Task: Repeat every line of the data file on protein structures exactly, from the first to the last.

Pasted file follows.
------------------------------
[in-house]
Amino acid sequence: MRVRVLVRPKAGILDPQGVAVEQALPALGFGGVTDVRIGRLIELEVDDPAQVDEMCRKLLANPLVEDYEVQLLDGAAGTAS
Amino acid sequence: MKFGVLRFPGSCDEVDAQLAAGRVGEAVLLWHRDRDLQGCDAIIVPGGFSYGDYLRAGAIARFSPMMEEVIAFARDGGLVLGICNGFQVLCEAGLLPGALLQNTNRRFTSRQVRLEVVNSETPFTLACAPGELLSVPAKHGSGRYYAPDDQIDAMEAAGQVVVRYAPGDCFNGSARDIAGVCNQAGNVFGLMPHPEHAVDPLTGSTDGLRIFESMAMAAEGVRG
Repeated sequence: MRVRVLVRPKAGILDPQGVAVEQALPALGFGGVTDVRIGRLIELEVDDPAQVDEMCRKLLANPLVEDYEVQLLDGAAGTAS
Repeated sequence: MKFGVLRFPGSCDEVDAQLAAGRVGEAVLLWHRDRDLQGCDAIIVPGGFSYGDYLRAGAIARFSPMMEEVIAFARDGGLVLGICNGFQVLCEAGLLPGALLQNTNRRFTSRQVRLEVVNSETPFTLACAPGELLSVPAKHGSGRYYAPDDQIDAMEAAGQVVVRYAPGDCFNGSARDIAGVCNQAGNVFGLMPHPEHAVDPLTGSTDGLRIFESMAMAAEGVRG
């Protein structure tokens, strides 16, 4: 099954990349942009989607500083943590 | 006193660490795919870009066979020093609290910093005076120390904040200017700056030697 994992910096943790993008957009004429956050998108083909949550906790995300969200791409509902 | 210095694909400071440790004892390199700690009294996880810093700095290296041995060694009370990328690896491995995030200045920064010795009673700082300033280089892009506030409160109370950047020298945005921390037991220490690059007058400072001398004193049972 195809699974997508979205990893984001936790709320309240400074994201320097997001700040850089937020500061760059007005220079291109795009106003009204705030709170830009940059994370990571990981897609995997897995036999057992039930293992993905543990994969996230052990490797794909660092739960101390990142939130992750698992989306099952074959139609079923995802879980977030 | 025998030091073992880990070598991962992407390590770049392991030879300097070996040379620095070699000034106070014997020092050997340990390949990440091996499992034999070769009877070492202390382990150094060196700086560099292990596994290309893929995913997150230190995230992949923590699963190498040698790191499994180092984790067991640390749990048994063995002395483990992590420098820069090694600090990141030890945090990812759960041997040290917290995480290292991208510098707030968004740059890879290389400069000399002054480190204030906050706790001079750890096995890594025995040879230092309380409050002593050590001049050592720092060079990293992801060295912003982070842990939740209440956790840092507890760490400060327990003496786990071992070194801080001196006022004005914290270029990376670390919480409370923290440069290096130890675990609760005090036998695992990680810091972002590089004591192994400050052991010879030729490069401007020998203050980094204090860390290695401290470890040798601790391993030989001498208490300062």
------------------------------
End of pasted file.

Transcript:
[in-house]
Amino acid sequence: MRVRVLVRPKAGILDPQGVAVEQALPALGFGGVTDVRIGRLIELEVDDPAQVDEMCRKLLANPLVEDYEVQLLDGAAGTAS
Amino acid sequence: MKFGVLRFPGSCDEVDAQLAAGRVGEAVLLWHRDRDLQGCDAIIVPGGFSYGDYLRAGAIARFSPMMEEVIAFARDGGLVLGICNGFQVLCEAGLLPGALLQNTNRRFTSRQVRLEVVNSETPFTLACAPGELLSVPAKHGSGRYYAPDDQIDAMEAAGQVVVRYAPGDCFNGSARDIAGVCNQAGNVFGLMPHPEHAVDPLTGSTDGLRIFESMAMAAEGVRG
Repeated sequence: MRVRVLVRPKAGILDPQGVAVEQALPALGFGGVTDVRIGRLIELEVDDPAQVDEMCRKLLANPLVEDYEVQLLDGAAGTAS
Repeated sequence: MKFGVLRFPGSCDEVDAQLAAGRVGEAVLLWHRDRDLQGCDAIIVPGGFSYGDYLRAGAIARFSPMMEEVIAFARDGGLVLGICNGFQVLCEAGLLPGALLQNTNRRFTSRQVRLEVVNSETPFTLACAPGELLSVPAKHGSGRYYAPDDQIDAMEAAGQVVVRYAPGDCFNGSARDIAGVCNQAGNVFGLMPHPEHAVDPLTGSTDGLRIFESMAMAAEGVRG
């Protein structure tokens, strides 16, 4: 099954990349942009989607500083943590 | 006193660490795919870009066979020093609290910093005076120390904040200017700056030697 994992910096943790993008957009004429956050998108083909949550906790995300969200791409509902 | 210095694909400071440790004892390199700690009294996880810093700095290296041995060694009370990328690896491995995030200045920064010795009673700082300033280089892009506030409160109370950047020298945005921390037991220490690059007058400072001398004193049972 195809699974997508979205990893984001936790709320309240400074994201320097997001700040850089937020500061760059007005220079291109795009106003009204705030709170830009940059994370990571990981897609995997897995036999057992039930293992993905543990994969996230052990490797794909660092739960101390990142939130992750698992989306099952074959139609079923995802879980977030 | 025998030091073992880990070598991962992407390590770049392991030879300097070996040379620095070699000034106070014997020092050997340990390949990440091996499992034999070769009877070492202390382990150094060196700086560099292990596994290309893929995913997150230190995230992949923590699963190498040698790191499994180092984790067991640390749990048994063995002395483990992590420098820069090694600090990141030890945090990812759960041997040290917290995480290292991208510098707030968004740059890879290389400069000399002054480190204030906050706790001079750890096995890594025995040879230092309380409050002593050590001049050592720092060079990293992801060295912003982070842990939740209440956790840092507890760490400060327990003496786990071992070194801080001196006022004005914290270029990376670390919480409370923290440069290096130890675990609760005090036998695992990680810091972002590089004591192994400050052991010879030729490069401007020998203050980094204090860390290695401290470890040798601790391993030989001498208490300062």